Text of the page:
The Yes Planet Cineplex chain''s new "Yes Planet Classic" series of screenings, which started running this past weekend, must have been planned several weeks ago at the very least, which means that Israeli general public''s access to these sublime specimens of escapist big screen entertainment could not have possibly been inspired by the rapidly escalating war between Hamas and the Israeli Defense Forces. Must be serendipity.
We all know that armed struggle is good for absolutely nothing. But as the reelection conspiracy theorists will remind us, there sometimes can be parties which do benefit from bloody conflicts. Usually, when war nears, the military-industrial complex begins to hum, and media usage ratings spike. It wasn''t that long ago that Ted Turner was crowned a bona fide media mogul thanks to CNN''s 24-hour coverage of flairs rising from the Bagdad skyline and Scuds falling in Tel Aviv. We haven''t looked back.
Strangely, Israel''s relatively slow trajectory towards entertainment media consumerist maturity has traditionally been attributed to the country''s struggle for survival. If Israelis didn''t have to prioritize attending to their own security concerns, the logic went, then we''d crave Hollywood''s products a whole lot more.
Of course, this working theory was an oversimplified one, and evidence negating it can be found all over the annals of Israel''s evolving pop culture appetites. Local demand was so great that the Beatles themselves were ready to book a show here in 1965, we''re told, but the initiative was nixed by the then-powerful socialist idealists, who hoped to keep the souls of Israeli youth un-invaded by the British.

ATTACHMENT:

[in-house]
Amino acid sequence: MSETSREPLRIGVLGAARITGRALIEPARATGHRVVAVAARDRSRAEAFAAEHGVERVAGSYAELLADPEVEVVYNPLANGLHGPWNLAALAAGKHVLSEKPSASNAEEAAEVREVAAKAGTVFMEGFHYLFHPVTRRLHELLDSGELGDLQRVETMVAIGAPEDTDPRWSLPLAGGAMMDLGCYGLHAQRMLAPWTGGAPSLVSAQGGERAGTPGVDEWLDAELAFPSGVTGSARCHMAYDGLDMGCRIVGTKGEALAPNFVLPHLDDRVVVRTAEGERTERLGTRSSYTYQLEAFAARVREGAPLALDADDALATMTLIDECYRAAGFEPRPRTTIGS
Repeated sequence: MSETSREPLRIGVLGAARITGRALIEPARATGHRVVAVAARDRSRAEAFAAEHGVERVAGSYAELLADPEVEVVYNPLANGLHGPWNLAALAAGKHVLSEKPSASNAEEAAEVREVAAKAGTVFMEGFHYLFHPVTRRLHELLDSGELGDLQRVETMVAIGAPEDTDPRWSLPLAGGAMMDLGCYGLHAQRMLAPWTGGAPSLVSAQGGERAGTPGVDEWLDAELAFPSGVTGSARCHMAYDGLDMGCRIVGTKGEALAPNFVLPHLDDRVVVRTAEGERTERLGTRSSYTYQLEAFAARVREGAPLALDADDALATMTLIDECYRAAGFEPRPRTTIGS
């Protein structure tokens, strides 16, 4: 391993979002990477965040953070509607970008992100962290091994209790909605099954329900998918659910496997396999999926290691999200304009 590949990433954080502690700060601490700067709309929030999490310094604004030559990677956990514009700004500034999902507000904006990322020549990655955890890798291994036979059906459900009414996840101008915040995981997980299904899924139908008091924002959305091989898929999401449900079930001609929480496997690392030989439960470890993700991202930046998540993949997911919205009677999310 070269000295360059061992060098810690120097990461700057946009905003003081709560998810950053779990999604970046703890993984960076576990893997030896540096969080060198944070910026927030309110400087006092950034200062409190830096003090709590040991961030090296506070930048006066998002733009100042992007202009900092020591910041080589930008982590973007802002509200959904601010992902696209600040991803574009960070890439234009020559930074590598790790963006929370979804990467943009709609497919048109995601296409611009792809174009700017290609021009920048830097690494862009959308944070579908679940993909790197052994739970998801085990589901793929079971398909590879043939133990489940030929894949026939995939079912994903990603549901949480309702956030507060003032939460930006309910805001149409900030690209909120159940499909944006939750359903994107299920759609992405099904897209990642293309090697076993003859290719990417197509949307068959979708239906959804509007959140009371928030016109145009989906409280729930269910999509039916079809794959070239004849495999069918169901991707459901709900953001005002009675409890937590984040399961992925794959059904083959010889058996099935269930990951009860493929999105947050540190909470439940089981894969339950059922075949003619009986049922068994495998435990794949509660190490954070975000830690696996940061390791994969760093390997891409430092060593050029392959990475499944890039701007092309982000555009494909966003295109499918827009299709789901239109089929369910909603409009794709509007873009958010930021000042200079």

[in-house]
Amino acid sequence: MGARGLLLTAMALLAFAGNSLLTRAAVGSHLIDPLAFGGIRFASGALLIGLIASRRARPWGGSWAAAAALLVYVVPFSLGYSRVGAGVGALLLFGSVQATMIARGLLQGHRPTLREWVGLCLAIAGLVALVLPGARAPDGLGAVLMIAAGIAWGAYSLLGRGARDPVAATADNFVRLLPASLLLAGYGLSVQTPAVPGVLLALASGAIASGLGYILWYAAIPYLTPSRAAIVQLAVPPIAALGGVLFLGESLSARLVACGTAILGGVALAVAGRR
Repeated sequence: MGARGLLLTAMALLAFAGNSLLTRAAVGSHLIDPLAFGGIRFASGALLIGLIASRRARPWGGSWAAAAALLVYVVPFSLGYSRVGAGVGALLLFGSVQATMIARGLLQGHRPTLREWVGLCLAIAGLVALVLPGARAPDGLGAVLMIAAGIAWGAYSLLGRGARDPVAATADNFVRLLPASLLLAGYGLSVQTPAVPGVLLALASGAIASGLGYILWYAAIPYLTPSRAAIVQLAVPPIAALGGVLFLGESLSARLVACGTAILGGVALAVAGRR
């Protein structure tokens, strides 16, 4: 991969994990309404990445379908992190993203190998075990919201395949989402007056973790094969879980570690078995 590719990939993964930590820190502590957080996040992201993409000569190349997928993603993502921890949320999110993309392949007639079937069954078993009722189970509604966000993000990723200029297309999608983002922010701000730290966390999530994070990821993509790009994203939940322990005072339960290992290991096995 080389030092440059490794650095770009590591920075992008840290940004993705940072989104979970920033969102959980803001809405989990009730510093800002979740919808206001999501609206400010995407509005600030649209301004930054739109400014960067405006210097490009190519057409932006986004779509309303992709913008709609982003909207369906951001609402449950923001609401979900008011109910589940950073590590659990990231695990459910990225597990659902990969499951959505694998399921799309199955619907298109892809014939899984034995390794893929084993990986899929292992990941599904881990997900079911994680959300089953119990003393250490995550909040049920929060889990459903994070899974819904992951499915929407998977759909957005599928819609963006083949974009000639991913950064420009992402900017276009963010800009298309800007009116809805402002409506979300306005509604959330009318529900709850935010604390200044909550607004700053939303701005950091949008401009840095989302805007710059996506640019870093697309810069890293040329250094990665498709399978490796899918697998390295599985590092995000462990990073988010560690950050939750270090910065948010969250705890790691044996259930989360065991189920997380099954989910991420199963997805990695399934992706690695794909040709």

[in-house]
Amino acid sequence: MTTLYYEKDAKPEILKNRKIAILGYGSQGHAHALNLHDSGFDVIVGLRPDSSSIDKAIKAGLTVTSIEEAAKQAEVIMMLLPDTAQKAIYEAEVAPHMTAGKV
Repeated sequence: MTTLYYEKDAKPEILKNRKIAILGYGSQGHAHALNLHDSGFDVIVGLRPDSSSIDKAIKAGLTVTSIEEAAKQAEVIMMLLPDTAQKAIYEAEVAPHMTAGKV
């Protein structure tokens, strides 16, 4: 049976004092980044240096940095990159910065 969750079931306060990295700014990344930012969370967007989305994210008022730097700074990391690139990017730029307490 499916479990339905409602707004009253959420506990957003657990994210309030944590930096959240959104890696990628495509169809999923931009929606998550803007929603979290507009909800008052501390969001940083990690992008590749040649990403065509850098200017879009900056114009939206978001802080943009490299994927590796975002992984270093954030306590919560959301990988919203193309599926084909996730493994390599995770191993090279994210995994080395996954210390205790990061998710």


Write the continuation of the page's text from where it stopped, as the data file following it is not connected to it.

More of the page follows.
In the mid 1990s, three decades later, in a generation with no anti-capitalist baggage and plenty of globalist ambition, pop consumption here was hardly limited to the trickle that we sometimes pretend existed. In these heady days of the first dotcom boom and the emergence of "alternative" guitar rock as a mainstream pop force, it can be argued that Israeli radio tastemaker Yoav Kutner personally put the band Radiohead on the global map for good, with his heavy rotation of the "Creep" single.
By the time of the post-millennial Second Intifada, though, media as a whole had changed considerably. There were hundreds of channels on offer via cable, which consolidated from splintered local systems into a consortium called Hot, now competing with Yes, the then-new satellite TV provider. Broadband web content and social media websites were beginning to emerge as powerful forces. And DVD rentals were all the rage. So in the early days of the 2000s, when Israel''s young adults did mange to peel themselves away from their news networks, they didn''t go out and party like they had just a few years prior. Instead, they watched movies.
Nightlife might have become temporarily irrelevant, or maybe the kids were just scared of suicide bombers in the clubs. Either way, they turned to their screens, which were getting bigger and bigger in the multiplexes and smaller and smaller to fit into the pockets of skinny jeans.
And the cinema here is now as experiential and multisensory as it is anywhere else. As of this past summer, largely thanks to the Rav Chen theater chain''s partnership with Yes, there are now many enormous screens in Israel that offer 4D movies, digital IMAX, the Auro 11.1 sound system, enough leg room that no squeeze-bys are ever called for, and VIP rooms with leather recliners and bottomless refreshments.
So to escape Operation Pillar of Defense, we''ve been invited to go to branches in Tel Aviv, Rishon and Haifa on Wednesdays, Saturdays and Sundays, to watch re-digitized versions of classics like Some Like it Hot, Gone with the Wind, Psycho, Ben Hur, The Godfather, Casablanca, Raging Bull and West Side Story (pictured). All presented in full 5.1 stereo, and according to the DCI 2k or 4k standard, which means pixel definition that probably puts your home entertainment system to shame.
The complete list of Yes Planet Classic can be browsed here.